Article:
We may presume that Mkhas-grub-rje employed the following method for composing the work: He had before him one or more earlier works of this type, possibly those by Boston (1289-1364), the redactor of the Kanjur and Tanjur, who composed three works (Toh. 5167-5169), elucidating with increased detail the four Tantra divisions. Into the outline suggested by such preceding works, the author poured various non-controversial topics and many ideas of his teacher Tson-kha-pa. This was done, partly by direct reproduction of passages and partly by para-phrase; and for this purpose he used a number of Tson-kha-pa's works, but especially the latter's Snags rim then mo (Toh. 5281) as well as his personal instructions gained from being a close disciple. He mentions among native works only a few by Tson-kha-pa. The bulk of references are to canonical Kanjur and Tanjur works, which again we identify with the signal "Toh." and numbers as given in A Complete Catalogue of the Tibetan Buddhist Canons (Sendai, 1934).


Foreword of 3rd Edition
Introduction to 2nd Edition


Chapter One
   I. How the Teacher Bhagavat became Abhisambuddha (Ib-2)      A. Position of the Sravakas (Ib-3)      b. position of the Mahayana (2b-5)  1. Teaching of the Paramita school(2b-5)  2. Teaching of the Mantra school (4a-1)     a. Teaching of the Yoga school (4a-2)        (1) Position of the Sakyamitra and Buddhaguhya(4a-3)        (2) Position of Anandagarbha (4b-4)        (3) The Five Abhisambodhi (5a-2)     b. Teaching of Anuttara school (7a-2)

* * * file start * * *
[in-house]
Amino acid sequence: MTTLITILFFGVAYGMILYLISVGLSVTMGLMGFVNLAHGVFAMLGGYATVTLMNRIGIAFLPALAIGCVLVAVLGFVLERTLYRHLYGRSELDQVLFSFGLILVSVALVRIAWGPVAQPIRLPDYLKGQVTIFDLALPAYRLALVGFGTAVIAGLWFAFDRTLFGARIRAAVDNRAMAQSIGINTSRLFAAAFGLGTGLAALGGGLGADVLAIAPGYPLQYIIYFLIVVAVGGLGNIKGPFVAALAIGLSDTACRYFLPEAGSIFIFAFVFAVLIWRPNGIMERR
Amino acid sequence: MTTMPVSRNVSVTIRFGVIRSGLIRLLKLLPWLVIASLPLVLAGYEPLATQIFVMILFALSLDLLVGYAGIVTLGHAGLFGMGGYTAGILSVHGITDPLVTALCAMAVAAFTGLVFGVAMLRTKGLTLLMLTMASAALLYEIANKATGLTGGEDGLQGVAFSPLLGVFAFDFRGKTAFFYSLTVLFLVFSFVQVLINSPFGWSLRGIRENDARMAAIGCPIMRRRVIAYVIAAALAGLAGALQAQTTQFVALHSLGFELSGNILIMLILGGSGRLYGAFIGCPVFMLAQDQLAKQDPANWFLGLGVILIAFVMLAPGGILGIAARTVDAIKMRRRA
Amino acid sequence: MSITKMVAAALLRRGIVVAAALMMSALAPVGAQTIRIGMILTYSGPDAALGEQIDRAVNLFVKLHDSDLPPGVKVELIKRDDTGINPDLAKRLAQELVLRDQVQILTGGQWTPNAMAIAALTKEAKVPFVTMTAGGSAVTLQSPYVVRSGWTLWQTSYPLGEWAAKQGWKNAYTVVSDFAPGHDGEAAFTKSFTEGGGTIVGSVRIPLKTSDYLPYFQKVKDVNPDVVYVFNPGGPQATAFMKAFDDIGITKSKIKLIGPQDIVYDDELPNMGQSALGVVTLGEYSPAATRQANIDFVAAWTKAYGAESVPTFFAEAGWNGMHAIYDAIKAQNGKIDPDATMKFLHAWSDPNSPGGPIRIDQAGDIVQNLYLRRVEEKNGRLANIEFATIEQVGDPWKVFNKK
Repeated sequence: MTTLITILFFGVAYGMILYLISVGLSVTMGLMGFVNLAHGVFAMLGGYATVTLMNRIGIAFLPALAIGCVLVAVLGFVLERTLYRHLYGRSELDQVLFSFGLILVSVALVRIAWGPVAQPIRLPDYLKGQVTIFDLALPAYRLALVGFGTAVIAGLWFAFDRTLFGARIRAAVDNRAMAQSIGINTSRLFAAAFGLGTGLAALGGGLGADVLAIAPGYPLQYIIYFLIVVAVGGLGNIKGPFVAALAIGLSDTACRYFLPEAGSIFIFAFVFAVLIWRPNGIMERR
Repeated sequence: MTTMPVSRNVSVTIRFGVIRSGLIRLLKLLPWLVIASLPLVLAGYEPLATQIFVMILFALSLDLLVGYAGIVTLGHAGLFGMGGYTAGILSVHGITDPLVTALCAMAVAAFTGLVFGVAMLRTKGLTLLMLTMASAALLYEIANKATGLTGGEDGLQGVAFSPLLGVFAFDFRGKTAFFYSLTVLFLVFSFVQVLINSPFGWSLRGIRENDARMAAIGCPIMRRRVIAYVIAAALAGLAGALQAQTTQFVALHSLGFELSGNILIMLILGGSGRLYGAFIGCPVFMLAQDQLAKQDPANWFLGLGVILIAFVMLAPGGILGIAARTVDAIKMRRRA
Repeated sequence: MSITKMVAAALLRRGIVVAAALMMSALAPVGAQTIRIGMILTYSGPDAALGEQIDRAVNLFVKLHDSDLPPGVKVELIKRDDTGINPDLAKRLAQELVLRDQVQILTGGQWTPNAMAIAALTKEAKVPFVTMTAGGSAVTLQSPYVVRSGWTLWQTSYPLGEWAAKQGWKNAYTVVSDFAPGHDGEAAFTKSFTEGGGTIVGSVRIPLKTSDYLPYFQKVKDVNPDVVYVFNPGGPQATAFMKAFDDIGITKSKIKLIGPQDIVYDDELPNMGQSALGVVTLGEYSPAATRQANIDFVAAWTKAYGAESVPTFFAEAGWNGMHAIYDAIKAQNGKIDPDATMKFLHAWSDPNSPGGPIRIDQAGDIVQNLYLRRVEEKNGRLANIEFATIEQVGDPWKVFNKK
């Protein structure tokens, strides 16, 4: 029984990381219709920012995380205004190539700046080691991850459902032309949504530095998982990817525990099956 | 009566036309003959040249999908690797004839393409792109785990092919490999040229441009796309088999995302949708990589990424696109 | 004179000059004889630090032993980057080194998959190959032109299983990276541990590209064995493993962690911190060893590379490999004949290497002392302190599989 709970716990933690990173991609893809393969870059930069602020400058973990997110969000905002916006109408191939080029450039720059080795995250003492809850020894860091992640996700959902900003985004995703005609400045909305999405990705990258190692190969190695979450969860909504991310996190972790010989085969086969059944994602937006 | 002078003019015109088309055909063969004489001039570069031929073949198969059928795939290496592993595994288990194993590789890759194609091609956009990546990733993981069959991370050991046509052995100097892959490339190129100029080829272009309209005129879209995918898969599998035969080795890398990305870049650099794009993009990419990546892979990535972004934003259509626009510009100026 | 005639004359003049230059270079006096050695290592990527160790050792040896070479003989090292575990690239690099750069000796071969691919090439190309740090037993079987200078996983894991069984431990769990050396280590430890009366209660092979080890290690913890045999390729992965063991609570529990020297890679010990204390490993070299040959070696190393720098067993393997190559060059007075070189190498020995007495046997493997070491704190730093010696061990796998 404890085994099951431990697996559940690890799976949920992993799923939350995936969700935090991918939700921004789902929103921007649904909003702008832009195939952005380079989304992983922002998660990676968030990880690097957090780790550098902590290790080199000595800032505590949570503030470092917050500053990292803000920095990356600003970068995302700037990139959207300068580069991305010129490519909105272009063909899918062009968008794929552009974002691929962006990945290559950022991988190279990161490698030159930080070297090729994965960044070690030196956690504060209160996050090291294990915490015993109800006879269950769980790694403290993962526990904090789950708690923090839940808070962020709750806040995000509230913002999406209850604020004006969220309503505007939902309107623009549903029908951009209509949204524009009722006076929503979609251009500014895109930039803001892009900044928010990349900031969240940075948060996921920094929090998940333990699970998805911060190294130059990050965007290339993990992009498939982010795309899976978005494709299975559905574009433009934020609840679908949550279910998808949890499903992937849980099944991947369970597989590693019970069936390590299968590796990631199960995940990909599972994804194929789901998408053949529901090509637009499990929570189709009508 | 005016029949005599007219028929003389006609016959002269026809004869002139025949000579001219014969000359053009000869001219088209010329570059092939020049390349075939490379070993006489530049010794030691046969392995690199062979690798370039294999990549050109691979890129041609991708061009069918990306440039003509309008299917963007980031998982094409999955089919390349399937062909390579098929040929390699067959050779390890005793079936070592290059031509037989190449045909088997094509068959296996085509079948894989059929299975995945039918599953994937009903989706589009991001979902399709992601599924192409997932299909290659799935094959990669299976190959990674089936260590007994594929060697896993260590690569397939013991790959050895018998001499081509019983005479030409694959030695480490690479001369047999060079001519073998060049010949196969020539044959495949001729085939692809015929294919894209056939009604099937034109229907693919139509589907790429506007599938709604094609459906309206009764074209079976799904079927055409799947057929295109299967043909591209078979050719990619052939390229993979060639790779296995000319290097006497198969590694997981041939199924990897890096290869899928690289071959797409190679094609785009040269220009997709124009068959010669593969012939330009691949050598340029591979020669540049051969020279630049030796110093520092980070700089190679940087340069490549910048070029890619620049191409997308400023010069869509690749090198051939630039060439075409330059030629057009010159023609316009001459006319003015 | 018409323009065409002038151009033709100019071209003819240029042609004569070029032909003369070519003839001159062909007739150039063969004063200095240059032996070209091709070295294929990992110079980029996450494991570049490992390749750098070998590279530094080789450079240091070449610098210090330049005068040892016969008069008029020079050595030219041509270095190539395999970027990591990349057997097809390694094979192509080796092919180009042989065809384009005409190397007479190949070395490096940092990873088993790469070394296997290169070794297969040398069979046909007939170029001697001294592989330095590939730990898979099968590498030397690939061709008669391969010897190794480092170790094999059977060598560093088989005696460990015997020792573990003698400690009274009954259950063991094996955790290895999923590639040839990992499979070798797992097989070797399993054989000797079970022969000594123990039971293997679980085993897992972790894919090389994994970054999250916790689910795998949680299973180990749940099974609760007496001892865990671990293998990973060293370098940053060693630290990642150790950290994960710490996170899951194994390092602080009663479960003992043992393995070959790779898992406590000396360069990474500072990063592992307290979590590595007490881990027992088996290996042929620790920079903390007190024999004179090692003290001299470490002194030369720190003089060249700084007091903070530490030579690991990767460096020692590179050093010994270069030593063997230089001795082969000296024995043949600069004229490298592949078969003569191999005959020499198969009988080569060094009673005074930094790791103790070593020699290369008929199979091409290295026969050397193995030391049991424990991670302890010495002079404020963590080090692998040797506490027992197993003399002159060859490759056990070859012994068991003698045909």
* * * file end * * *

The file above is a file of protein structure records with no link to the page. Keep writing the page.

Chapter Two
   II. The method of setting the Wheel of the Law into motion (8b-2)       A. The method of setting the Wheel of the Law of the Paramita-yana       into motion (8b-3)  1. The Promulgations (9b-6)  2. Assembling the Promulgations (14b-1)     a. The first council (14b-2)      b. The second council (16b-5)     c. The third council (18a-1)         [d. A note concerning the Mahayana scriptures] (19a-3)  3. Commentaries on the Promulgations (19b-2)     a. The four outer sciences (20a-1)     b. Inner sciences (23a-3)        (1) Commentaries on the First Wheel of the Law (23a-5)        (2) Commentaries on the Intermediate Wheel of the Law (24b-5)            (3) Commentaries on the Last Wheel of the Law (28a-1) 

Chapter Three
      B. The method of setting the Wheel of the Law of the Mantra-yana      into motion (29b-4)  I. Fundamentals of the Kriya Tantra (29b-4)     a. Fundamentals of the various varieties of the Kriya Tantra (29b-5)        (1) The Tathagata Family (30-5)        (2) The Padma Family (37b-2)        (3) The Vajra Family (39a-1)        (4) Mundane Families of the Kriya Tantra (40a-5)        (5) General Kriya Tantra (41-5) 

Chapter Four